We've already exchanged a few emails, and I hope to interview him in the near future so I can learn more about his ideas and experiences with ear training. In the meantime, I thought I'd share a couple short articles he wrote, which fit in nicely with my message of ear training:
"Do you speak music?" by John Murphy
Suppose you had studied a second language. You can read well-formed sentences composed by someone else if they are given to you in writing, but you can't converse easily. You can understand spoken phrases if you can listen to a recording of them repeatedly and write them out, but you can't deal with them quickly enough to have a conversation. You can make phrases yourself, but not in real time. You have to write them out and make lots of revisions. Would you call yourself fluent?
Rick's note: Unfortunately the rest of this article isn't available online anymore. Basically, it went on to compare how being able to play music accurately by ear is the same thing as being able to speak fluently in a second language. If you can't play by accurately ear and/or must rely upon written music then you aren't fluent in music.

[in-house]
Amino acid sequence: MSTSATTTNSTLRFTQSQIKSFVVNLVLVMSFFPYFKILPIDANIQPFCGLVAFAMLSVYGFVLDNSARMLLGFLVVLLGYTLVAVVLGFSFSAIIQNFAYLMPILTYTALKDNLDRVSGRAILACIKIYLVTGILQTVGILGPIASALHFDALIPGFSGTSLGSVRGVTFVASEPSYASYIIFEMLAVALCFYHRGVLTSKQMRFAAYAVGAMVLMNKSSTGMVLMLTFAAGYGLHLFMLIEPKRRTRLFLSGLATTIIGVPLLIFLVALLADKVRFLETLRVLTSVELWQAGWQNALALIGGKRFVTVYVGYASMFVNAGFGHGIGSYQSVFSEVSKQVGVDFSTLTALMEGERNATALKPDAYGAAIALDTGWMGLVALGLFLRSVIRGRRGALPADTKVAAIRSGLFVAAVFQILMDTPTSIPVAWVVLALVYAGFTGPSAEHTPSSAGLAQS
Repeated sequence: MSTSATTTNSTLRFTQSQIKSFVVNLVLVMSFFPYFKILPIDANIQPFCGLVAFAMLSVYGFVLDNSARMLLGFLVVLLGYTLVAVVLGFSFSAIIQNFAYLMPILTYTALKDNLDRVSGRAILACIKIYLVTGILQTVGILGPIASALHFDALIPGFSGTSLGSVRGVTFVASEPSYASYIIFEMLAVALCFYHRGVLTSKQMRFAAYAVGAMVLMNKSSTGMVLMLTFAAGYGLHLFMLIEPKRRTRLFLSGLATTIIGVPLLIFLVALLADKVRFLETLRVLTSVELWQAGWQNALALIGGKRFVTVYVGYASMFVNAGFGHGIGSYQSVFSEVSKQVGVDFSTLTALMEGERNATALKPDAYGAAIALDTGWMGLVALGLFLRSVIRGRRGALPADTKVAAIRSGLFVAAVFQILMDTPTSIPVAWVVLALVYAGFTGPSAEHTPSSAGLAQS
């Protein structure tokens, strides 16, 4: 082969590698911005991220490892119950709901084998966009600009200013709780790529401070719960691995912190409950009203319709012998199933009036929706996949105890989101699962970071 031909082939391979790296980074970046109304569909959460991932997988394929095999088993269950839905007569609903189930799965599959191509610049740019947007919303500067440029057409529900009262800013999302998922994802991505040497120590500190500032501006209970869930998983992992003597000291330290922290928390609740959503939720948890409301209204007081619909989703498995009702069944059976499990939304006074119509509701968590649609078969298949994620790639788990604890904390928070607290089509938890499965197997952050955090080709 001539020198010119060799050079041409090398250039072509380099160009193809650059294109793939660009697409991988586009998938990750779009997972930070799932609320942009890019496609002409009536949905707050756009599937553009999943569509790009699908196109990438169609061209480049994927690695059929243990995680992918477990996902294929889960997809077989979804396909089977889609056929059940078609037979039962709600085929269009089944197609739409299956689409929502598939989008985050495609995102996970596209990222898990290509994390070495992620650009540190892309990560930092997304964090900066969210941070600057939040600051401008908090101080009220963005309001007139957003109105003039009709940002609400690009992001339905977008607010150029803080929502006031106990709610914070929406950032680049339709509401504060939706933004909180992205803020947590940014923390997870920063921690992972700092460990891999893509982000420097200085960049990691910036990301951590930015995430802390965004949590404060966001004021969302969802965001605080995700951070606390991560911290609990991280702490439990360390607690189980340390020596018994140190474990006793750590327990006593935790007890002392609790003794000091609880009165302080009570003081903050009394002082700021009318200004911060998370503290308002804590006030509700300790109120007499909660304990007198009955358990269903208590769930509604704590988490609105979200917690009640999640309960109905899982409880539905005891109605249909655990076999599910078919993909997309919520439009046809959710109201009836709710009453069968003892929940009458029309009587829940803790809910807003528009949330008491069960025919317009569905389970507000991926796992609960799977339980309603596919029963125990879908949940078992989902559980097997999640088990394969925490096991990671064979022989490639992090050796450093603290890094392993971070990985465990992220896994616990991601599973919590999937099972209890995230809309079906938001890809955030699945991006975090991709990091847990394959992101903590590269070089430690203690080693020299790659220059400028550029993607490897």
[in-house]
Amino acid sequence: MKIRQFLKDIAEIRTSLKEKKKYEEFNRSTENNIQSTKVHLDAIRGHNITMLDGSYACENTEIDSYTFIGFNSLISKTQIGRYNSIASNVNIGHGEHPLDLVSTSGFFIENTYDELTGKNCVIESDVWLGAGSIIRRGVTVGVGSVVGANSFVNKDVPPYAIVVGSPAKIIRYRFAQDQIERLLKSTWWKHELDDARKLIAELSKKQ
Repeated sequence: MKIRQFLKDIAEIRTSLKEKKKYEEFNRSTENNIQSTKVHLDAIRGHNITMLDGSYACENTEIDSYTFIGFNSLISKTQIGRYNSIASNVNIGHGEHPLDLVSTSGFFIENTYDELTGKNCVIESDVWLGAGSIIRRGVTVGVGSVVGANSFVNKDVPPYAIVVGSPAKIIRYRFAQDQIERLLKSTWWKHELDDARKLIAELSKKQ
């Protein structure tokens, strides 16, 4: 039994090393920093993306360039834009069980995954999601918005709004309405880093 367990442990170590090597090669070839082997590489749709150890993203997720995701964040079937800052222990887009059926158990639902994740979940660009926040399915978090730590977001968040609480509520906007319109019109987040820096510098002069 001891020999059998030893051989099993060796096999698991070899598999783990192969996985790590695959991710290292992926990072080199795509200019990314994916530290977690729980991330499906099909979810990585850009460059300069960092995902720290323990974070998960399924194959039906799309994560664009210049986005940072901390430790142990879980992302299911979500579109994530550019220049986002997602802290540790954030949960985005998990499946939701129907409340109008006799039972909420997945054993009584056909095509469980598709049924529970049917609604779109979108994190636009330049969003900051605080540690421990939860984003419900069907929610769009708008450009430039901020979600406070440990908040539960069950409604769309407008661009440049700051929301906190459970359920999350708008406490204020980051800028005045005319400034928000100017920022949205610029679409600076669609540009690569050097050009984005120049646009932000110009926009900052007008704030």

"Subtitles" by John Murphy
Ever get the sense, when you watch a film in a foreign language (especially one you have studied a little) with subtitles, that you are picking up enough of the language to be able to follow it without the subtitles? In most cases, unless you are really fluent, you can't.
We can think of fake book charts, lead sheets, and transcribed solos as the subtitles of jazz playing. Many musicians could not function without them, even though they would like to consider themselves fluent enough in the language of jazz to hear the changes of the tune without the lead sheet or figure out a soloist's line without writing it down.
Update Feb 5, 2005: My interview with John Murphy is now online!
Update Jan 28, 2006: For more on speaking music, read my article on the Suzuki method.